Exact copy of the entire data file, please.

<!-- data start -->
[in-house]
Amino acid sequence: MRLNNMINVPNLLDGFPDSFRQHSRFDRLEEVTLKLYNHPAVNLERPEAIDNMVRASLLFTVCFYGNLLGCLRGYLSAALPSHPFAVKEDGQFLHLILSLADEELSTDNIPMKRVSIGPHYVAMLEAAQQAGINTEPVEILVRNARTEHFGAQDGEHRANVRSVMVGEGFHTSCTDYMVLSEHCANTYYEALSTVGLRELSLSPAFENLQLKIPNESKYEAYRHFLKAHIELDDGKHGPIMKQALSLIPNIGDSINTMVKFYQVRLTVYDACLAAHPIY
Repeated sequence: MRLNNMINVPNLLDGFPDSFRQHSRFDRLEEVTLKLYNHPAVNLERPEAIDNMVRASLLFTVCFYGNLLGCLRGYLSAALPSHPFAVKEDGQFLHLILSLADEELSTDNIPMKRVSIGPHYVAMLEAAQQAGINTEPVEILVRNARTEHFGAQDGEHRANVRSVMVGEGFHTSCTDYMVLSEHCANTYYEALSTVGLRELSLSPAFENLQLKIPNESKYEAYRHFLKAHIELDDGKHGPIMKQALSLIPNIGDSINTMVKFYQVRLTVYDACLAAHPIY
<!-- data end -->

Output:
[in-house]
Amino acid sequence: MRLNNMINVPNLLDGFPDSFRQHSRFDRLEEVTLKLYNHPAVNLERPEAIDNMVRASLLFTVCFYGNLLGCLRGYLSAALPSHPFAVKEDGQFLHLILSLADEELSTDNIPMKRVSIGPHYVAMLEAAQQAGINTEPVEILVRNARTEHFGAQDGEHRANVRSVMVGEGFHTSCTDYMVLSEHCANTYYEALSTVGLRELSLSPAFENLQLKIPNESKYEAYRHFLKAHIELDDGKHGPIMKQALSLIPNIGDSINTMVKFYQVRLTVYDACLAAHPIY
Repeated sequence: MRLNNMINVPNLLDGFPDSFRQHSRFDRLEEVTLKLYNHPAVNLERPEAIDNMVRASLLFTVCFYGNLLGCLRGYLSAALPSHPFAVKEDGQFLHLILSLADEELSTDNIPMKRVSIGPHYVAMLEAAQQAGINTEPVEILVRNARTEHFGAQDGEHRANVRSVMVGEGFHTSCTDYMVLSEHCANTYYEALSTVGLRELSLSPAFENLQLKIPNESKYEAYRHFLKAHIELDDGKHGPIMKQALSLIPNIGDSINTMVKFYQVRLTVYDACLAAHPIY